Here we are, at the start of the final year of our lives. Now, whilst the heavens begin to open, traffic lights start to go rogue, and Satan ascends the fire laden stairway, a plethora of good music is set to be released, ready to soundtrack our final moments.
Tonight, the Lemonheads will play their best-loved and most successful album It's A Shame About Ray, front to back in the order it was recorded, to yet another sell-out crowd of 30-something males at London's Shepherd's Bush Empire.
All I want for Christmas is this: I want you to buy one piece of music over the Christmas week, but I want it to be a piece of music that you actually want to own and listen to. If it is by whoever wins X Factor, that's fine; I just probably won't send you a present. But if it's Smells Like Teen Spirit, you don't even get a card.
Pearl Jam are probably the only band I've ever known before they were famous. I had worn out tapes of the demos of their first and second albums months before release, followed them round the UK and US on several tours, drank with them, interviewed the band members many times and regularly written news stories about them for magazines around the world.
OK, so we have had twenty-year anniversaries of Dazed and Confused, The Big Issue, Nirvana's seminal album Nevermind and Frieze this year, which led me to wonder, what the hell was happening in 1991?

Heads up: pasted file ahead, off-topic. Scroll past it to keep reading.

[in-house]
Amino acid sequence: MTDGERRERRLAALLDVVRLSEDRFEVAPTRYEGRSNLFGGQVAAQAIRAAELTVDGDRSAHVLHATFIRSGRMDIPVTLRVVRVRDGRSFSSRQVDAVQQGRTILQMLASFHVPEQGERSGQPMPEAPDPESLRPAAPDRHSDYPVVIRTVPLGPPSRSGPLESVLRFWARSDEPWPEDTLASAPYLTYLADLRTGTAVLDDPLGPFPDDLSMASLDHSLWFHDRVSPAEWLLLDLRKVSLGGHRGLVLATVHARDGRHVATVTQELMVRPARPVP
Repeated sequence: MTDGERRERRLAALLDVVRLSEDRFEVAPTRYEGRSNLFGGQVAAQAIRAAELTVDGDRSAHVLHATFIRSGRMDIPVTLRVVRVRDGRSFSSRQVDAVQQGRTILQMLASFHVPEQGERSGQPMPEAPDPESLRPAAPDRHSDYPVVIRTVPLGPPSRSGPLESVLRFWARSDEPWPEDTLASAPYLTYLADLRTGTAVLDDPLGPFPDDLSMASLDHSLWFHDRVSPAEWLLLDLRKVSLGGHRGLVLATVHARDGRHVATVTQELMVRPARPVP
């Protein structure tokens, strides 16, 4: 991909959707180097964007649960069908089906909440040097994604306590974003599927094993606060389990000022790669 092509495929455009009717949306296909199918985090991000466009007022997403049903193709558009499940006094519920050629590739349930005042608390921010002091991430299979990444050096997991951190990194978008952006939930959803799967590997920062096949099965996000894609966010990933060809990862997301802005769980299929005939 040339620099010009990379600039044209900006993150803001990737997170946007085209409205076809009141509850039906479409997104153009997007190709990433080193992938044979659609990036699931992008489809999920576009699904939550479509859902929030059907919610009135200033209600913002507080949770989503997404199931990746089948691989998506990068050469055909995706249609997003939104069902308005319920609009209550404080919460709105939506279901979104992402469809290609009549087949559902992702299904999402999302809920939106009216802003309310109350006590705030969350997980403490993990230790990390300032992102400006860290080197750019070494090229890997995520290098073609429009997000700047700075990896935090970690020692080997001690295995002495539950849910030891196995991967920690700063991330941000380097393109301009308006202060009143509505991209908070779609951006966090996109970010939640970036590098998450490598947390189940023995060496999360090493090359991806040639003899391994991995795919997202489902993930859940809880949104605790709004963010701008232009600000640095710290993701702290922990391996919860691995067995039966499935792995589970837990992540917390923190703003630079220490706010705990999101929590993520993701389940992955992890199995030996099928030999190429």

Nirvana fans are on a mission to beat the X Factor to the top of the charts this Christmas. They don’t have a primetime television
My first experience of the songs that made up Nevermind came at the Reading festival, where they were sandwiched between the UK grunge of Silverfish and the town's own shoegaze band Chapterhouse. That afternoon I heard Drain You, Smells Like Teen Spirit and Come As You Are and it was obvious that something big was on the horizon.
Untold column inches will rightly be expended this week marking the release twenty years ago of Nirvana's epoch-defining and cosmos-transforming album Nevermind. Rather more inches, I'm willing to bet, than were given over to World Suicide Prevention Day last week.
Facebook has made an apparent U-turn on its controversial ruling over the use of Nirvana's iconic album cover for Nevermind